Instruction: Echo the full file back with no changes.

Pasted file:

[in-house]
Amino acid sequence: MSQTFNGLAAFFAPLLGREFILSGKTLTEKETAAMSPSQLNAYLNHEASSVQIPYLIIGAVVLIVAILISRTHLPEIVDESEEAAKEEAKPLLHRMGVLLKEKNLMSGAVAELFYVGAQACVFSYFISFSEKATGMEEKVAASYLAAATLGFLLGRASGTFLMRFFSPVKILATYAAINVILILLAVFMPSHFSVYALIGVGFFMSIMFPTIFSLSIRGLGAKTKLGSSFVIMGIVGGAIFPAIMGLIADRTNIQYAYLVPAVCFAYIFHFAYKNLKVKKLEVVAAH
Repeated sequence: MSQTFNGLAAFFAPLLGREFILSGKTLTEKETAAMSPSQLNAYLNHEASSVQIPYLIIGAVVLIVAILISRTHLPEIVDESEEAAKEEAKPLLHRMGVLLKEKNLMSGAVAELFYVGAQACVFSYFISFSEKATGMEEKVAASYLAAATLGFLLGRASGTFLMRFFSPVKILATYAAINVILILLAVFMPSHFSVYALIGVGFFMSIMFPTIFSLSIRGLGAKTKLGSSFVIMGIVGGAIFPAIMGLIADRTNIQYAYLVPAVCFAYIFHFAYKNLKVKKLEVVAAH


[in-house]
Amino acid sequence: MSQTFNGLAAFFAPLLGREFILSGKTLTEKETAAMSPSQLNAYLNHEASSVQIPYLIIGAVVLIVAILISRTHLPEIVDESEEAAKEEAKPLLHRMGVLLKEKNLMSGAVAELFYVGAQACVFSYFISFSEKATGMEEKVAASYLAAATLGFLLGRASGTFLMRFFSPVKILATYAAINVILILLAVFMPSHFSVYALIGVGFFMSIMFPTIFSLSIRGLGAKTKLGSSFVIMGIVGGAIFPAIMGLIADRTNIQYAYLVPAVCFAYIFHFAYKNLKVKKLEVVAAH
Repeated sequence: MSQTFNGLAAFFAPLLGREFILSGKTLTEKETAAMSPSQLNAYLNHEASSVQIPYLIIGAVVLIVAILISRTHLPEIVDESEEAAKEEAKPLLHRMGVLLKEKNLMSGAVAELFYVGAQACVFSYFISFSEKATGMEEKVAASYLAAATLGFLLGRASGTFLMRFFSPVKILATYAAINVILILLAVFMPSHFSVYALIGVGFFMSIMFPTIFSLSIRGLGAKTKLGSSFVIMGIVGGAIFPAIMGLIADRTNIQYAYLVPAVCFAYIFHFAYKNLKVKKLEVVAAH